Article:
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soma free love and the feelies
April 10, 2009, 9:20 am
Filed under: brave new world | Tags: , , , ,

I subscribe to Melvyn Bragg’s In Our Time newsletter.  In Our Time is a culture radio program on the BBC.  He tapes his show with scholars talking about a given topic in literature or the arts and then walks through central London back to his office where he puts down the newletter.  Here is an excerpt from this weeks on Aldous Huxley’s distopian novel Brave New World.  What I find interesting, and disturbing, is Bragg’s thought that many people today would actually want the distopian life described by Huxley.  I think he is absolutely right.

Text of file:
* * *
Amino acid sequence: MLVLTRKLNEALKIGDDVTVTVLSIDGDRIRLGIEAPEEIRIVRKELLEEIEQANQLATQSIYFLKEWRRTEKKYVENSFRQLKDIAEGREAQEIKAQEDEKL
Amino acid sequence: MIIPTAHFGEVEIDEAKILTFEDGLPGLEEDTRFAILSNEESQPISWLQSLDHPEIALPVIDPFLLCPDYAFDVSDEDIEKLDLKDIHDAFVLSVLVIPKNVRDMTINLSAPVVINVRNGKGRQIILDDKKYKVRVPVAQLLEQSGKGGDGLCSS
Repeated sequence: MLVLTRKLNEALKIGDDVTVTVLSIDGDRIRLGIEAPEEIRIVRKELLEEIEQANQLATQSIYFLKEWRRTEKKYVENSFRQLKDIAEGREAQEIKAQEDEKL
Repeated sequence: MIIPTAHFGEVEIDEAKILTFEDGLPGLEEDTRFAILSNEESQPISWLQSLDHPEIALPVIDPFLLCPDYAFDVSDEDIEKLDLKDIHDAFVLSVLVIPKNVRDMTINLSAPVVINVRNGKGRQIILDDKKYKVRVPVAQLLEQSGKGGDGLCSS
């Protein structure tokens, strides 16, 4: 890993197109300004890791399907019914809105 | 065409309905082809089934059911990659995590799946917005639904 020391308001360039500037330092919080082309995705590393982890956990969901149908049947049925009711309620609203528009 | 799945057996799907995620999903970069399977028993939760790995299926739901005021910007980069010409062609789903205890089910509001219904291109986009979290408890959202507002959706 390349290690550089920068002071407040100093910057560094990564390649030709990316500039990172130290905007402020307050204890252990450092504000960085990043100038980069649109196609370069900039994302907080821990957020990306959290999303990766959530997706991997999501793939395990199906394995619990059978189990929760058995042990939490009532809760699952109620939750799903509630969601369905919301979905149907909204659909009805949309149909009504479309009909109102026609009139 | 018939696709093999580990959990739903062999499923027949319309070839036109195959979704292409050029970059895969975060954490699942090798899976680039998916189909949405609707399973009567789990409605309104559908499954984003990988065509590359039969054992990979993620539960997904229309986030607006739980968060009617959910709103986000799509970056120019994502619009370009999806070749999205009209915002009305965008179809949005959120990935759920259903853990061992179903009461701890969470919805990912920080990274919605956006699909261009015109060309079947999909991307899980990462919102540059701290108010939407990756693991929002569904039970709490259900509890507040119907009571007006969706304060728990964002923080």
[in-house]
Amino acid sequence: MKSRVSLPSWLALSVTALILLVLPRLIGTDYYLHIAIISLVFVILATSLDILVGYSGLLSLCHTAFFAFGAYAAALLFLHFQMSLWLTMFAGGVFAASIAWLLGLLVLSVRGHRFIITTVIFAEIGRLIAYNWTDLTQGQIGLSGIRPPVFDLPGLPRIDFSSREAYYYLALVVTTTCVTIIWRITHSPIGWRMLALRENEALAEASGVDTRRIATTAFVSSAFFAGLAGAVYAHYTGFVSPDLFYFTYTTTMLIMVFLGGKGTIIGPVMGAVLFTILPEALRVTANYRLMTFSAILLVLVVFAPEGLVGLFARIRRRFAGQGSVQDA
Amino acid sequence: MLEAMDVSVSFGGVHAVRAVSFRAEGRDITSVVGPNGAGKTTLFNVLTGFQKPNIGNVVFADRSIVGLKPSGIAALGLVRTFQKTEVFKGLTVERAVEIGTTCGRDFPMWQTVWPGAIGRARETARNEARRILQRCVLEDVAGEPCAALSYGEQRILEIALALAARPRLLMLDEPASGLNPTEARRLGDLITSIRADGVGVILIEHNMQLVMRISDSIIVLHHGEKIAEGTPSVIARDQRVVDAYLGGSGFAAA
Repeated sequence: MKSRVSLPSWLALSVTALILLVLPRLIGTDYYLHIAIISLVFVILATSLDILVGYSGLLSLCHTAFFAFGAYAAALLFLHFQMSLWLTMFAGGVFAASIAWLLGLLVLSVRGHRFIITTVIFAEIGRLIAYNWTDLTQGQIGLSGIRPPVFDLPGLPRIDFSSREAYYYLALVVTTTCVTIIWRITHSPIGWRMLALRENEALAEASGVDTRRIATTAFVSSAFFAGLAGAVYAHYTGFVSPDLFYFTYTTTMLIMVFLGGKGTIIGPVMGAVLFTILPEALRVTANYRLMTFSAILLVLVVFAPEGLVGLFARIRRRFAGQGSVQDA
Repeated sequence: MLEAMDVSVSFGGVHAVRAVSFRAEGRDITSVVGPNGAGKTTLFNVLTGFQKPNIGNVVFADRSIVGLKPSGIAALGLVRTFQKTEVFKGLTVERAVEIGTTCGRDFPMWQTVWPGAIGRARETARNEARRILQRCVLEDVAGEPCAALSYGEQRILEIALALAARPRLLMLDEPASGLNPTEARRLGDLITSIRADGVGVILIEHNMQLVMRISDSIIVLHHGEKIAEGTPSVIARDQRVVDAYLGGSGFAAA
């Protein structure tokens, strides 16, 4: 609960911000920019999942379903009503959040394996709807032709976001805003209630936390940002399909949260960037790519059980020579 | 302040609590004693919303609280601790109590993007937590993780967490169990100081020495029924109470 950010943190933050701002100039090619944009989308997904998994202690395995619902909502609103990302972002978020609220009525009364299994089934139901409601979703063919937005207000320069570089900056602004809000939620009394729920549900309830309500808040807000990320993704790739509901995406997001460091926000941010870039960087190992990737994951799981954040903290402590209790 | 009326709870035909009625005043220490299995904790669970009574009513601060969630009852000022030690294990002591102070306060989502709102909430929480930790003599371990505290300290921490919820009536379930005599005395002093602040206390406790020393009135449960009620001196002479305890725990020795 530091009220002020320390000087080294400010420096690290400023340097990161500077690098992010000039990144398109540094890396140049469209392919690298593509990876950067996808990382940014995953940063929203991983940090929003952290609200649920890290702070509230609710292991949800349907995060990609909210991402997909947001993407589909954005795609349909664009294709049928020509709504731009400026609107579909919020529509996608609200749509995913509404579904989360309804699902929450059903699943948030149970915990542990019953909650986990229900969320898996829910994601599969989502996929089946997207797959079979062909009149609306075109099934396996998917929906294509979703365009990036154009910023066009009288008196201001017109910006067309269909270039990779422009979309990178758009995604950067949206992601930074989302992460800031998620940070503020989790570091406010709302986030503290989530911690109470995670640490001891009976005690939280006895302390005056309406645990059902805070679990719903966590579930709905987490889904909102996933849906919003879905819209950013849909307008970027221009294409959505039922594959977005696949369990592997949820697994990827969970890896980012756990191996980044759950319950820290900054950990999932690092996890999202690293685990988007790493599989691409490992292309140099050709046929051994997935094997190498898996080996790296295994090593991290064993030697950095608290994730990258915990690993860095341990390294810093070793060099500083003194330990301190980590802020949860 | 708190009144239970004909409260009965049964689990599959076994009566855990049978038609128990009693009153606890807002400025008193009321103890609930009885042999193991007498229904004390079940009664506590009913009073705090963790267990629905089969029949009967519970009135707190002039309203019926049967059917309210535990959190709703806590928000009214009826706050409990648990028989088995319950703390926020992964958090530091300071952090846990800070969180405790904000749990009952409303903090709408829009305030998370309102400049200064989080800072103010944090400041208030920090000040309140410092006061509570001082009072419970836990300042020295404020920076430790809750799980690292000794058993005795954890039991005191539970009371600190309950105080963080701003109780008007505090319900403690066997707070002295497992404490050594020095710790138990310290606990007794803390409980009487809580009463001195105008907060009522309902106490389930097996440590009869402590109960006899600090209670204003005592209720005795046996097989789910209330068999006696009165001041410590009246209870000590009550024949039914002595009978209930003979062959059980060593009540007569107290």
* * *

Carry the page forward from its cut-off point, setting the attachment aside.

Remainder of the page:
From the newsletter –

A central argument of our programme was how this hugely acclaimed dystopia would in fact, in some respects, be a utopia for many people today. The notion of a life without physical pain, the notion of death made painless, the notion of being employed in an area where you were secure even though you were confined to that area, the notion that pleasure of certain sorts was always readily available. For many I think that would not be considered an entirely bad deal. There is a large dollop of snobbery in Huxley’s dismissal of the masses – vide John Carey’s magnificent book The Intellectuals and the Masses – and yet, in the final argument between John Savage and Mustapha Mond, the claims that Savage makes for art and religion are powerful and in my view, and I suspect in the view of many of you, conclusive. Yet it’s not an entirely one-sided thing. It presupposes a hierarchy of tastes which is perfectly acceptable. But it also presupposes that that hierarchy ought to be imposed which is not at all acceptable.

— Melvyn Bragg, In Our Time

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